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How Obesity affects your child's mental health

How Obesity affects your child's mental health

Children who are chubby might look super cute but childhood obesity has rapidly become a severe public health challenge. 

Worldwide, tens of millions of children below the age of 5 years are overweight or obese. 

Based on current trends, there could be 70 million children in this category by 2025. 

Childhood obesity has been linked to physical problems such as type-2 diabetes and heart disease both during childhood and later on in life. However, mental health problems are not left out as well as childhood obesity has been tied to poor self-esteem, as well as emotional and behavioral disorders.  

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Let's look at some of these issues below:

Low self-esteem

Overweight children commonly suffer from low self-esteem. This is because they are often bullied, ridiculed, and sometimes left out of activities. They might end up hating themselves, their body, and developing an obsession with having the perfect body. 

Mood disorders

Childhood obesity can increase a child's chances of developing anxiety or depression. Bullying and constant mockery can make them sad and very sensitive. They may feel like they don't fit in with their peers and may get anxious when in social situations. 

A negative body image will also contribute significantly to this. Obese children may become very self-conscious about changing in front of others or participating in sports like swimming.

According to research, obese children are many times more likely to develop depression as adults than children who are not for boys, the risk is even higher.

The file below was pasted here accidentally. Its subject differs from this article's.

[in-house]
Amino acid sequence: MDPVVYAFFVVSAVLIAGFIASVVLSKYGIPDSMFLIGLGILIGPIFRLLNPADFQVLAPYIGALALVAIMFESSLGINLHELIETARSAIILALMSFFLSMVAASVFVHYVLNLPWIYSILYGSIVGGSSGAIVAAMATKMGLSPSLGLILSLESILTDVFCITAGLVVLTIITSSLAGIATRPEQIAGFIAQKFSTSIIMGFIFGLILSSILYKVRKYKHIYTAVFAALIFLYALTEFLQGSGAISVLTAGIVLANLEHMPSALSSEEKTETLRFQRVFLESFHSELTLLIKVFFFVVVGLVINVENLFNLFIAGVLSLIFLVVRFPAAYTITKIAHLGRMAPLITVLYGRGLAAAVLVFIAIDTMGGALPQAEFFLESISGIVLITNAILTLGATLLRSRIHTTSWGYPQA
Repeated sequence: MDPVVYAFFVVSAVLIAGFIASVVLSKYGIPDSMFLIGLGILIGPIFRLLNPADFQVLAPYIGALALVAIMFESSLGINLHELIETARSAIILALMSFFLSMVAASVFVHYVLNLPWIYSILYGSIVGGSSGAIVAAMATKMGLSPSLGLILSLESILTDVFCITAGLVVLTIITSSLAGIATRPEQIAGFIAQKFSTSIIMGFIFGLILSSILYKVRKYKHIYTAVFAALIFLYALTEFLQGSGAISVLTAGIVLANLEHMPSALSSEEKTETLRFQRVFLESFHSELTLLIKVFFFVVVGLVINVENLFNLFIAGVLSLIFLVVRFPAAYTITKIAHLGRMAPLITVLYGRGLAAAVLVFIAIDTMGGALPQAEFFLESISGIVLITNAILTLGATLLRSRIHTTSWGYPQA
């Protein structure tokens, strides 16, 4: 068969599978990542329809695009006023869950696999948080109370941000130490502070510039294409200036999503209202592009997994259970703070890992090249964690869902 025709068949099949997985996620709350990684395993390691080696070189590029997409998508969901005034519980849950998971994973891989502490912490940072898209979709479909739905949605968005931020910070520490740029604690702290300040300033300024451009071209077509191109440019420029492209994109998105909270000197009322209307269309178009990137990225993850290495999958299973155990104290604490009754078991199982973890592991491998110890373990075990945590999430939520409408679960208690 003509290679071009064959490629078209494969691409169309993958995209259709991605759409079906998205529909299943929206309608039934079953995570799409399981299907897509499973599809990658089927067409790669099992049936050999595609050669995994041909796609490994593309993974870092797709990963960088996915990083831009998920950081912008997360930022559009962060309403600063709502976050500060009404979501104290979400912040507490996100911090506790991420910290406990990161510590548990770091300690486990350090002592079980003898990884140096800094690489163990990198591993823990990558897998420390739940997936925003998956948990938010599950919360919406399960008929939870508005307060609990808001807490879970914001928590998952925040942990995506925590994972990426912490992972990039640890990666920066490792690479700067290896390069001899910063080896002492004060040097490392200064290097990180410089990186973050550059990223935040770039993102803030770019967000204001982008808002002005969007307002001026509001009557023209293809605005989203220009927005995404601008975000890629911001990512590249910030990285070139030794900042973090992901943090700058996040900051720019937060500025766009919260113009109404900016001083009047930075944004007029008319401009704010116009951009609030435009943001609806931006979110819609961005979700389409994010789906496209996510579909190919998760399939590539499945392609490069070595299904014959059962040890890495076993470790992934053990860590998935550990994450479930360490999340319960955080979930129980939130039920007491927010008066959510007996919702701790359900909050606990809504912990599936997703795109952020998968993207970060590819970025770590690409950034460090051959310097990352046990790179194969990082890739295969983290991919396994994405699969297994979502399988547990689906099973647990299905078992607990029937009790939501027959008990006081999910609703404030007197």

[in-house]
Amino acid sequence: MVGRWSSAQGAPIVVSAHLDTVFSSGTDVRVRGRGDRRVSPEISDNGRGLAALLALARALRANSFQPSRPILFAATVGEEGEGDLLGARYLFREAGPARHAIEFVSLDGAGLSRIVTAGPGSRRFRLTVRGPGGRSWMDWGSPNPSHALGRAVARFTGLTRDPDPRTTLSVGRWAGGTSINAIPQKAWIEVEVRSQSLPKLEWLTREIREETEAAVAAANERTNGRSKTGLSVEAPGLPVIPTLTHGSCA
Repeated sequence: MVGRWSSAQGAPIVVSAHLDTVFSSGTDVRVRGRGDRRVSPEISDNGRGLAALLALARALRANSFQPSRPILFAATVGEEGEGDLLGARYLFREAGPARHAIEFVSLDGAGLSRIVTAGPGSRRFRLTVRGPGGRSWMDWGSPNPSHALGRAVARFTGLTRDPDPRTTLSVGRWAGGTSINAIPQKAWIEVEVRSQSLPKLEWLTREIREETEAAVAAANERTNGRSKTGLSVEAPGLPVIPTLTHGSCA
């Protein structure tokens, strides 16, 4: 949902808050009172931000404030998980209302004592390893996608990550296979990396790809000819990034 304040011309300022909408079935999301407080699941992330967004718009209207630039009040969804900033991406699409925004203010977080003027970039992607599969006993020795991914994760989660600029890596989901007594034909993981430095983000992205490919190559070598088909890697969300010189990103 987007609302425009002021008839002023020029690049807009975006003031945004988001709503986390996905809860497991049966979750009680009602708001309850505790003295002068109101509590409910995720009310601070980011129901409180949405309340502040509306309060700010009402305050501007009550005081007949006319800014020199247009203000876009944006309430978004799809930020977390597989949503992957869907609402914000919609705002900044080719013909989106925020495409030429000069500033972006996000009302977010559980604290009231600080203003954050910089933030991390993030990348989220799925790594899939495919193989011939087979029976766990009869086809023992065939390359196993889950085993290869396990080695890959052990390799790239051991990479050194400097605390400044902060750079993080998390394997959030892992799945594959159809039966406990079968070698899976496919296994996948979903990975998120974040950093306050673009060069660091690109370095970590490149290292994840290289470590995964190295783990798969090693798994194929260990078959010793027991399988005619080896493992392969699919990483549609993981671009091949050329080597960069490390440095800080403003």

Eating Disorders

Childhood obesity can put a child at risk of eating disorders like anorexia nervosa, bulimia, and binge eating. Children who are obese can develop an unhealthy relationship with food. On one end of the spectrum, they may avoid food at any cost and obsessively count calories (as in anorexia) or overeat and force themselves to vomit (as in bulimia). 

They may turn to food as a comfort when faced with poor treatment from their peers or may experience binge-eating episodes while dieting to maintain weight.  

Social Isolation & Humiliation

Obese children might be isolated by their age mates during playtime and other activities. They might get picked last for games, and they are more likely to be called names like fatty, even by teachers.

Children find these situations very humiliating and may isolate themselves on purpose to avoid more humiliation. Social isolation and humiliation can trigger anxiety and depression. It may also fuel eating disorders as they try to achieve a socially acceptable body.


Childhood obesity can be heart breaking as children are forced to endure endless ridicule from peers and even adults. The mental health implications can be severe if left unchecked. 3 child

In a society that rewards specific body types, the best you can do as a caregiver is to guide your child on a healthy weight loss journey. Don't forget to encourage them as they go.